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Your Morning Briefing

MSN UK 11/07/2019 News desk

Good morning. Here’s what you need to know to start your day with our daily briefing, compiled by Aashna Jawal.

Iranian boats attempt to storm British tanker in Gulf hours after Tehran threat

(FILE) - A handout photo made available by the British Ministry of Defence shows HMS Montrose, a Type 23 frigate © Shutterstock (FILE) - A handout photo made available by the British Ministry of Defence shows HMS Montrose, a Type 23 frigate Five Iranian ships unsuccessfully tried to seize a British oil tanker in the Persian Gulf Wednesday - US officials say. Armed vessels from Iran's Islamic Revolutionary Guard Corps tried to capture the British Heritage tanker while it was sailing through the Strait of Hormuz on Wednesday. (Daily Mail)

Sugar in fruit juice may 'raise the risk of cancer'

Stock Photo © Getty Images Stock Photo Drinking large amounts of fruit juice may raise your risk of cancer, according to a big study which has found a link between the regular consumption of all kinds of sugary drinks and the likelihood of developing the disease. The study, carried out in France, is the first substantial piece of research to find a specific association between sugar and cancer. Sugary drinks such as colas, lemonade and energy drinks have been linked to obesity, which is a cause of cancer, but the French researchers suggest there could also be other reasons sugar could trigger it. (The Guardian)

RAF Nato row as engine problems keep £2.6bn fleet on the ground

a airplane that is parked on the side of a vehicle: A crew member looks out the window of a RAF Airbus A400M as it arrives at RAF Fairford. July 7, 2016. © Matt Cardy/Getty Images Europe A crew member looks out the window of a RAF Airbus A400M as it arrives at RAF Fairford. July 7, 2016. A row erupted at a recent Nato conference over the RAF's new £2.6billion transporter planes as it has emerged engine problems mean just two of 20-strong fleet are able to fly at any one time. The delay in bringing into service the new A400M plane for the RAF and other partner nations led to a major disagreement between Airbus, the aircraft manufacturer, and Nato Ministers. Stuart Andrew, the MoD’s Minister for Procurement, said that after an “extremely robust meeting” the problems with the A400M aircraft should be fixed by next year. (The Telegraph)

Johnson denies throwing Sir Kim Darroch 'under a bus'

Boris Johnson has hit back at criticism that he threw the former British ambassador to the US “under a bus”. He has insisted he is a great supporter of Sir Kim, who has dramatically quit, and has revealed that he rang him to commiserate. (Sky News)

Oldest human skull found outside Africa

a close up of an animal: Apidima 1 (left) is a modern human; Apidima 2 (right) is a Neanderthal. © Katerina Harvati / Eberhard Karls University of Tübingen Apidima 1 (left) is a modern human; Apidima 2 (right) is a Neanderthal. In 1978, in a cave called Apidima at the southern end of Greece, a group of anthropologists found a pair of human-like skulls. One had a face, but was badly distorted; the other was just the left half of a braincase. Researchers guessed that they might be Neanderthals, or perhaps another ancient hominin. And since they were entombed together, in a block of stone no bigger than a microwave, “it was always assumed that they were the same [species] and came from the same time period,” says Katerina Harvati from Eberhard Karls University of Tübingen. That’s wrong. By thoroughly analyzing both skulls using modern techniques, Harvati and her colleagues have shown that they are very different, in both age and identity. (The Atlantic)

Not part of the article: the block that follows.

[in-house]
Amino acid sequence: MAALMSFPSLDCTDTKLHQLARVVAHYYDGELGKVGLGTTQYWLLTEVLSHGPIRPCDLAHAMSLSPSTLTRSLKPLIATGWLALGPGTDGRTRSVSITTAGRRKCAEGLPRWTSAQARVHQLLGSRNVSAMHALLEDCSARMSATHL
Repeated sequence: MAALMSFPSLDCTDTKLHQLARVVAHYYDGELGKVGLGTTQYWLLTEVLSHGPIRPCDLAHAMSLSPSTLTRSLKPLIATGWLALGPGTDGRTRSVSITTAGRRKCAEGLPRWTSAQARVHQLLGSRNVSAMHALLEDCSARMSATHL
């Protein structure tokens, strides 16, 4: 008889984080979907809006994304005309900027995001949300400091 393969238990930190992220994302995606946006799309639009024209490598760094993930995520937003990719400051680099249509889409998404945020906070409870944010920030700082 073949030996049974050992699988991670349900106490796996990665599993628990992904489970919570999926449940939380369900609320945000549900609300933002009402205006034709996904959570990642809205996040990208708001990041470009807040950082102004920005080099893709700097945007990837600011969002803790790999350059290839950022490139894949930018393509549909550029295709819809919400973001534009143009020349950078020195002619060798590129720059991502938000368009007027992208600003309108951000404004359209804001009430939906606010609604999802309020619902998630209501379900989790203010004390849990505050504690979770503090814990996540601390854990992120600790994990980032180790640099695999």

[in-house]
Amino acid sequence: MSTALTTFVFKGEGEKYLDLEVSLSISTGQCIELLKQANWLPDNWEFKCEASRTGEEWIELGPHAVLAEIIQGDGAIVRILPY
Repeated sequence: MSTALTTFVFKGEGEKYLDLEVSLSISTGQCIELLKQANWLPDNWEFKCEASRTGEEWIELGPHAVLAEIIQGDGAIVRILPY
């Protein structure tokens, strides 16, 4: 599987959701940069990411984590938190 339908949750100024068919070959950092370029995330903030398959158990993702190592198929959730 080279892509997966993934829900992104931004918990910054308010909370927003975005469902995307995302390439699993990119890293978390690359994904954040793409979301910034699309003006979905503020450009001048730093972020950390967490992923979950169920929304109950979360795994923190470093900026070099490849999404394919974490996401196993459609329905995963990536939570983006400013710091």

The US-UK ‘relationship in tatters' after British ambassador quitting

Donald Trump and Theresa May © Thomson Reuters Donald Trump and Theresa May The once “special relationship” between the United States and Great Britain is in tatters, shredded by the fallout from the 2016 Brexit referendum and President Trump’s determination to intervene in the politics of another country. If it improves, it likely will be on terms set by the president. (The Washington Post)

In-depth: Britain is hoarding a treasure no one is allowed to see

© Daniel Leal-Olivas / AFP / Getty   In a storeroom of the British Museum here sits a collection of 11 wood and stone tablets that nobody is allowed to see. They are Christian plaques, or tabots, that represent the Ark of the Covenant, and they belong—though belong in this case is a contested term—to the Ethiopian Orthodox Church, which believes only its priests should view them. The tabots were seized, along with hundreds of other precious items—processional crosses, gold and silver jewelry, illustrated manuscripts—by the British army in 1868, after it defeated Ethiopian Emperor Tewodros II at the battle of Maqdala. (The Atlantic)

Video of the day: This giant cactus crash into the windshield

This photo provided by the Northwest Fire District shows where a driver escaped injury when his car's windshield was pierced by the trunk of a saguaro cactus during a wreck Wednesday, July 10, 2019 on the outskirts of Tucson, Ariz. Pima County sheriff's Deputy Daniel Jelineo said the black sports car struck the cactus while crossing a median before ending up on the other side of a road and that the cactus ended up slamming into the car's windshield. (Northwest Fire District via AP) © Provided by The Associated Press   A driver in Tucson, Arizona miraculously suffered no serious injuries when a massive saguaro cactus crashed through his windshield. (GeoBeats)

On this day

© Shutterstock 1859: After the Great Clock of Westminster's first bell cracks during testing, a second one is installed, and London hears Big Ben for the first time. The new bell will also crack that September and take several years to repair. (Bing)

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